Previous PageTable Of ContentsNext Page


Felony voting restrictions in the U.S. are political anachronisms reflecting values incompatible with modern democratic principles. At the edge of the millennium these laws have no purpose. To the contrary, they arbitrarily deny convicted offenders the ability to vote regardless of the nature of their crimes or the severity of their sentences, they create political “outcasts” from taxpaying, law-abiding citizens who are ex-offenders, they distort the country’s electoral process and they diminish the black vote, countering decades of voting rights gains.

The impact of felony disenfranchisement laws has been exacerbated in the past quarter century as more offenders are convicted of felonies, more convicted felons are sent to prison, and prison sentences have grown longer. These trends reflect the adoption of public policies that emphasize incarceration and punishment as the principal means of crime control. While debate continues about the wisdom and efficacy of such policies, it is clear that they have had many unintended consequences—one of which is the significant increase in the disenfranchised population.

Given the major impact of felony disenfranchisement laws on the voting population, and in particular their strikingly disproportionate impact on African Americans, policymakers should consider alternative policies that will better protect voting rights without injury to legitimate state criminal justice interests. We believe the best course of action would be to remove conviction-based restrictions on voting rights. At the federal level, Congress should enact legislation to restore voting rights in federal electionsto citizens convicted of a felony, so that the ability to vote in federal elections is not subject to varying state laws. State legislatures should also eliminate state laws that curtail the franchise for persons with felony convictions within their states.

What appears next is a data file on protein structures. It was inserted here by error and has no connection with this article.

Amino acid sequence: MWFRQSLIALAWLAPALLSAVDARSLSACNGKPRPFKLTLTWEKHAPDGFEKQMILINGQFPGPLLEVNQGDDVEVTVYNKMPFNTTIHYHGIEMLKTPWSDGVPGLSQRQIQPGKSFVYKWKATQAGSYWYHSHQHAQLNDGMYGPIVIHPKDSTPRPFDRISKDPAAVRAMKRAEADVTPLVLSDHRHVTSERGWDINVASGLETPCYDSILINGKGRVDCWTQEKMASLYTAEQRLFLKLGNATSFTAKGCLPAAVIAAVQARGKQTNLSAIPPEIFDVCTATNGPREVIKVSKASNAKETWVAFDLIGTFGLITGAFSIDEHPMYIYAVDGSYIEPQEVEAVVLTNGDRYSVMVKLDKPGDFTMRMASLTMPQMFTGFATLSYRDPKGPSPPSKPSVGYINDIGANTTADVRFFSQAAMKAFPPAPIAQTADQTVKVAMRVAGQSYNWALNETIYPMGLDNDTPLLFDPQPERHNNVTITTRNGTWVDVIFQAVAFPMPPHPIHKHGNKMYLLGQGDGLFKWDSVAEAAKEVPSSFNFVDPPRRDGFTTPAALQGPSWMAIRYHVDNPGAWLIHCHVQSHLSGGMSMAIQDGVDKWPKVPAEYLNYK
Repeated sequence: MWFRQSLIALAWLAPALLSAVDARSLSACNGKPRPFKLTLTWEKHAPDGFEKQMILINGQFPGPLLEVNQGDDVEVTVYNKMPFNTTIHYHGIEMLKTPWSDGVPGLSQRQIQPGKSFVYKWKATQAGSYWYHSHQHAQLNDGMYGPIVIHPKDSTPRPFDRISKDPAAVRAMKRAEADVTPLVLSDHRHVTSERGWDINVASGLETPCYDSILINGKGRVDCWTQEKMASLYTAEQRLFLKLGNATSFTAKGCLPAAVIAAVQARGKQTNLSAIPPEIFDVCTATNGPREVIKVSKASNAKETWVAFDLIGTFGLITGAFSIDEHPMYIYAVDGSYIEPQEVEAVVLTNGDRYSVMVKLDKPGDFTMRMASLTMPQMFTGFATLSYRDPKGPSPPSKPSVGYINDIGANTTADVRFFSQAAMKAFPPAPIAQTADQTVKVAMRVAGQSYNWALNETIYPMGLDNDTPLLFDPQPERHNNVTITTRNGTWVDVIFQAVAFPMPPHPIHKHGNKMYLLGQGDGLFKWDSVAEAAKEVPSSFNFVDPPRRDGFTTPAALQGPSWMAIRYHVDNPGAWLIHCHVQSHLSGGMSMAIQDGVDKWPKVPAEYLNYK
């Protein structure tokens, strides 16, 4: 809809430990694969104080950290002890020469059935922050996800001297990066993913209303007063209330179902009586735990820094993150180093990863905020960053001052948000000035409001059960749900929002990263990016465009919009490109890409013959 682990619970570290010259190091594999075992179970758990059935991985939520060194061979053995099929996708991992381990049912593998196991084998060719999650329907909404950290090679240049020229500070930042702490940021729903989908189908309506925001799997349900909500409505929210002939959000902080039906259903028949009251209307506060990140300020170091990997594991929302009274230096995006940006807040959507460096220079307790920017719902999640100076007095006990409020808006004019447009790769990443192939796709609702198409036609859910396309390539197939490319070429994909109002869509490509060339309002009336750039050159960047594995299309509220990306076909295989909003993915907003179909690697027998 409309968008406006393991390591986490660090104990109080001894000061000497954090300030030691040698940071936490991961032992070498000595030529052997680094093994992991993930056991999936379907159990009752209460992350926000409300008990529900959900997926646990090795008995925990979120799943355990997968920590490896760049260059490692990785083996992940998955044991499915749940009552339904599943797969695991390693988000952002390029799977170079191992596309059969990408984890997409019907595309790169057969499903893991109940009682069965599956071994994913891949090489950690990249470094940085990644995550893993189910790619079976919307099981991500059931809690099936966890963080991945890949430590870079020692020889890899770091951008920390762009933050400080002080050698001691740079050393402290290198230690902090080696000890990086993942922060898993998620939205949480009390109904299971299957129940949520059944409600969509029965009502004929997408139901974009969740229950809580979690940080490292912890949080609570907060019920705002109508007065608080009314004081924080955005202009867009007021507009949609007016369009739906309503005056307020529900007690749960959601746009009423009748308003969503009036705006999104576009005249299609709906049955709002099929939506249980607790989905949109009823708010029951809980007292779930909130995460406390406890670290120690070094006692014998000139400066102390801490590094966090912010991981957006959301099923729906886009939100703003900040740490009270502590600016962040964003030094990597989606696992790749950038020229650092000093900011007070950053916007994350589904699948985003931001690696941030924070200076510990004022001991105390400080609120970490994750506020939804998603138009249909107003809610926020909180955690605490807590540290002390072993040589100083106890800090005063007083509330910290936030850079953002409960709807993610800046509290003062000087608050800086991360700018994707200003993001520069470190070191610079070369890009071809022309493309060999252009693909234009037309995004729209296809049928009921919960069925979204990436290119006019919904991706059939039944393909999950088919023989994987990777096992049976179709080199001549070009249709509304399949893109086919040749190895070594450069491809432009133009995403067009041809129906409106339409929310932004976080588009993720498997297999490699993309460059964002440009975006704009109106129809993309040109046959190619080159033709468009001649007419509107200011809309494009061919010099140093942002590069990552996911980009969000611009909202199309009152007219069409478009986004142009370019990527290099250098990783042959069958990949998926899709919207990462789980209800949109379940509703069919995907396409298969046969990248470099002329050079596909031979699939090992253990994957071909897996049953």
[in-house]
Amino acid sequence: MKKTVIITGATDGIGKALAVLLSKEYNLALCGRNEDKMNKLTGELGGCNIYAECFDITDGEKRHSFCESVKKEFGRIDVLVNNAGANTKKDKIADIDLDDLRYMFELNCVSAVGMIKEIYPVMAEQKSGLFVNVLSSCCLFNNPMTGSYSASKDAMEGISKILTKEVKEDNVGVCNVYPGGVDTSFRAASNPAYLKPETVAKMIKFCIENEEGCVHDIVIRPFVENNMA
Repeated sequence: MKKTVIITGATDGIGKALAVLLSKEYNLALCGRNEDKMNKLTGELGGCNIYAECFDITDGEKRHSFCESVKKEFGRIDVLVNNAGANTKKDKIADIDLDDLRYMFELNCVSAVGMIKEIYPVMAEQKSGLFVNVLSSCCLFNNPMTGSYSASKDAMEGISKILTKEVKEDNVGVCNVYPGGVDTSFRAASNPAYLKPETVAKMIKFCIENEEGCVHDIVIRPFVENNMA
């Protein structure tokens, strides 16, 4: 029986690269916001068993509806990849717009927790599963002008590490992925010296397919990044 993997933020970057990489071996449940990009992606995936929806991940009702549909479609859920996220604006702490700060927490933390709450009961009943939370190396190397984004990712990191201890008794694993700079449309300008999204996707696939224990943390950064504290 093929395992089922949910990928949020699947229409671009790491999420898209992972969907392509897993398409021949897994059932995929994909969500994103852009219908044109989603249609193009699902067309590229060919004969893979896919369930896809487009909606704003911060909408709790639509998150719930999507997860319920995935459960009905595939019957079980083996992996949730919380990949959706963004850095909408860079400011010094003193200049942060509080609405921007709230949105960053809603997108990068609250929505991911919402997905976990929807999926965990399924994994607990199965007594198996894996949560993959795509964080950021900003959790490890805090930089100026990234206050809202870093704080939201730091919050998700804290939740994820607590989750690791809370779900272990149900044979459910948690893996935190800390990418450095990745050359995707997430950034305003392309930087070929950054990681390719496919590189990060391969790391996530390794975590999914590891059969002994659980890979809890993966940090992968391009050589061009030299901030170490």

To the extent that legislators believe that incarcerated offenders should be excluded from the franchise, any legislation in this area should a) identify the important state interests served by such disenfranchisement; b) specify the crimes for which disenfranchisement is a reasonable and proportionate response; and c) require that imprisoned offenders only be excluded from voting if loss of the vote is imposed by a judge as part of a criminal sentence. Such legislation should also specify that restoration of the right to vote following release from prison is automatic and immediate.

We also urge the U.N. Human Rights Committee and the Committee on the Elimination of Racial Discrimination to consider more comprehensively the issues raised by disenfranchisement laws. In particular, we recommend the Human Rights Committee study the consistency of felony disenfranchisement with the electoral rights affirmed in the ICCPR and that both committees carefully assess whether disenfranchisement provisions that have a severe racially disparate impact, such as those in the United States, are consistent with the anti-discrimination principles of the ICCPR and CERD.

Previous PageTable Of ContentsNext Page